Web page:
Report: Price Difference Between 3D and 2D TVs is Only $150



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I specifically recall being shocked a little over two years ago when I read an article (I think it was at msnbc) stating that the price of LCD televisions had dropped to the point that they were the same as plasma televisions. So I went straight to BB's website and verified that the cheapest 50" LCD (which was also the worst/lowest-rated) was $600 more expensive than the second-most expensive 50" plasma (which was also the highest quality plasma not called Kuro). The price difference was over $800 when moving up to 54"...again, comparing a low-quality LCD to a high-quality plasma. If you wanted an LCD with comparible quality to a plasma, the price difference was a couple-thousand.

So let's compare apples to apples for this latest bombshell report...BB currently has a 55" Sony 3D LED-LCD television on sale for $2800 (you save $600), and a 55" Sony LED-LCD television on sale for $2160 (you save $340). After the so-called difference of only $150 stated by ITRI, there is $490 that has gone missing.

Now let's take the least-expensive 55" 3D television, an LG weighing in at $2500 (you save $800) and a non-3D LG on sale for $2000 (you save $500). Now we have an even-steven $500 difference.

And this does not include the huge $260-$300 additional price drop applied to the 3D televisions over the non-3D television's sale price!

So the difference is anywhere between $500 and $650, depending on how much you value picture quality, features, etc.

More importantly, if you like watching 3D movies alone, add another $200 for the glasses...which brings the price difference to $700. If you like to share the moment with your spouse and two children, add another $760 instead, which brings the price difference to...

...about $1500.

In other words, ITRI accidentally left off a digit. It's a misspelling. Happens all the time in print. Somebody should call them to do a Cut, Copy & Paste of their information. Otherwise, people may charge down to BB to buy a 3D TV only to find that the price difference STARTS at $700, much less get anywhere near $150.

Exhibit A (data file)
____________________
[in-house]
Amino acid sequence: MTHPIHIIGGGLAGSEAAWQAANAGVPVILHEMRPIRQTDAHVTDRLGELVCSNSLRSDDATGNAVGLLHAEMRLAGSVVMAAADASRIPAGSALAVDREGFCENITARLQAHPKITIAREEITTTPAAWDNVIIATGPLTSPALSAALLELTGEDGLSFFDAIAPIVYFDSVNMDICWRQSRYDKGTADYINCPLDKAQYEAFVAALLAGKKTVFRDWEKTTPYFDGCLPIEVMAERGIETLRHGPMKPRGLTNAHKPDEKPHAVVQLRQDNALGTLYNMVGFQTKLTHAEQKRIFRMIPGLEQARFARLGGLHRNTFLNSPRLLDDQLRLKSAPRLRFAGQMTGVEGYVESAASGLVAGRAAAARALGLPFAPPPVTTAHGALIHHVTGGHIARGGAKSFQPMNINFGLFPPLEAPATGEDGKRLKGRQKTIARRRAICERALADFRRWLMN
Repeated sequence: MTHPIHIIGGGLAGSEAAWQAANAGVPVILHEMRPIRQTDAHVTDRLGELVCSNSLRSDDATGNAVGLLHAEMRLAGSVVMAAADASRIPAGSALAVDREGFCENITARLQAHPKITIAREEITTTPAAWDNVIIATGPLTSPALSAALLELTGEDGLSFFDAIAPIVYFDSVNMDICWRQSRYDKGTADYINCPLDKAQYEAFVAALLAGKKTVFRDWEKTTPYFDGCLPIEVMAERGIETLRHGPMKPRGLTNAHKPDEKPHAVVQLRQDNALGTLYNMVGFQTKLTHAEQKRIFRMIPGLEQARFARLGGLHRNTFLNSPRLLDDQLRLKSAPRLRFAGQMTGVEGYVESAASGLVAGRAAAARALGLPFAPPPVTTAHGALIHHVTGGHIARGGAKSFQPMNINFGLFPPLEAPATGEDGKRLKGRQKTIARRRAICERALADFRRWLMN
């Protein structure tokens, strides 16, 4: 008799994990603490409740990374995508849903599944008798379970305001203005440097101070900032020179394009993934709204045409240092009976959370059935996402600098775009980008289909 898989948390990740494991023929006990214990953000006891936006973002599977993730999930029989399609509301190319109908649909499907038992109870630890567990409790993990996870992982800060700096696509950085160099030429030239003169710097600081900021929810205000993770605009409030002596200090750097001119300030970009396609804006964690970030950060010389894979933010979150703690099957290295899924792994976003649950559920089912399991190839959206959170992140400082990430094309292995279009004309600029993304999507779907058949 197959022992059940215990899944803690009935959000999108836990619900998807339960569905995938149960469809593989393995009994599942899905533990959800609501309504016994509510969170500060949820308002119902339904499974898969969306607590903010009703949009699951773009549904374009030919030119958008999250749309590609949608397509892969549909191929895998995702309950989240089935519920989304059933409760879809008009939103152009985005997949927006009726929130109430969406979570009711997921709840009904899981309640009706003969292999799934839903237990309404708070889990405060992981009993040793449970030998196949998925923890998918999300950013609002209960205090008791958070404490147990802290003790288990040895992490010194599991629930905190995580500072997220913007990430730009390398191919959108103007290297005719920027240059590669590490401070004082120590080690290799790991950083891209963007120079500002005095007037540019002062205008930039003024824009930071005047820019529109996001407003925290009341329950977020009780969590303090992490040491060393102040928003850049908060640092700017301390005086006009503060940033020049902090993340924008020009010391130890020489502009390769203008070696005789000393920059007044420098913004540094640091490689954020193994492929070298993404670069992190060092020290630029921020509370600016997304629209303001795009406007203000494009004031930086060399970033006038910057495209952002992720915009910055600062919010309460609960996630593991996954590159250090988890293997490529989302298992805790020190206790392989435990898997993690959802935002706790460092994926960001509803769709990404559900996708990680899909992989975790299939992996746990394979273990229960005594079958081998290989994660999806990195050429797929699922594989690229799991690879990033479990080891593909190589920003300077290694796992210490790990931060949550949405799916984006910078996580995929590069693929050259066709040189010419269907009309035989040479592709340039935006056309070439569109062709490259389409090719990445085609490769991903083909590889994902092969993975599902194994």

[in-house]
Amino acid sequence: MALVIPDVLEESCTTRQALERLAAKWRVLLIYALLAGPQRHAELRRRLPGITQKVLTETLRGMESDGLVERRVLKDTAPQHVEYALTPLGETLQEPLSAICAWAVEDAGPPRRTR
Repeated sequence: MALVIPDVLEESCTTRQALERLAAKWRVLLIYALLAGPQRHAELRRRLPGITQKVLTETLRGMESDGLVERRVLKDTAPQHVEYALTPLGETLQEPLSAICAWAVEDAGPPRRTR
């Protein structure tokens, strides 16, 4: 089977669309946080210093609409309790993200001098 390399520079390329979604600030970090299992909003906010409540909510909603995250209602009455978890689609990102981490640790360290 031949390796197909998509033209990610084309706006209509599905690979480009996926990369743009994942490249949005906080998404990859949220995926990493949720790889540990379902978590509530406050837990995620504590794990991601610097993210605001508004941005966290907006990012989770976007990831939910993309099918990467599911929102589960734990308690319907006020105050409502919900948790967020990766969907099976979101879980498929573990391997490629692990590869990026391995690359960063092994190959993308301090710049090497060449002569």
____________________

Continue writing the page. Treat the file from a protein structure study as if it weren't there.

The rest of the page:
Sure, the 3D premium is lower than it's ever been, but HDTV adoption is also higher.  The cost of moving to 3D isn't just the $150, but the cost of a whole new set minus whatever you manage to sell your outdated set for.

I also question what brands they're comparing and whether they're assuming a 240Mhz LCD TV is 3D-ready.  That assumption, of course, incorrect.  The average price seems centered around LG & Insignia sets but the gap becomes much greater when you're comparing like models of Samsung or Sony. 

Other factors aren't helping the adoption either - the lack of content and the failure to inform consumers.  I just spotted a package deal on Best Buy's site that sells a 3D-ready BluRay player with a "240Mhz" LED-LCD that's not 3D-Ready (The xxxNX800 versus the xxxHX800 series).  The 240Mhz in that particular case is just for smoothing and the TV won't accept anything higher than a 60Mhz signal.  Best Buy, as an example, will tell you when a TV is 3D capable, but won't inform you when it's not (even when bundling with a "3D-ready Blu-Ray player".



"120MHz 46-inch 2D LED TVs sell on average for $1,143.8"

But I still can find a 46" plasma tv for 600$ too, which is less than half of the price. Most customers will not try to match features exactly before buying, they'll look at the size and price.

While I don't want a gigantic 720p plasma tv, a 750$ 46" ACL is also possible to find if you shop around. 



I think $150 is significant enough.  It's an entire computer monitor, a new video card, most of an xbox 360 or 3 new games (if you buy on amazon and get $20 credits).  These TVs are already expensive enough without tacking on $150 for the inconvenience of having to wear glasses.

You mention the glasses.  Who wants to wear glasses in the house on their couch and get a headache while watching some movie in 3D?  Also, I'm sure the difference between 2D TVs and 3D TVs that don't require glasses will be far more significant than $150.

I personally have no interest in this generation (and probably the next generation or 2) of 3D TVs.  Let me know when that hologram chess game from Star Wars is around and I'll be impressed.  For now, it seems like most movies that are around in 3D are in 3D because they're not really that good of a movie.

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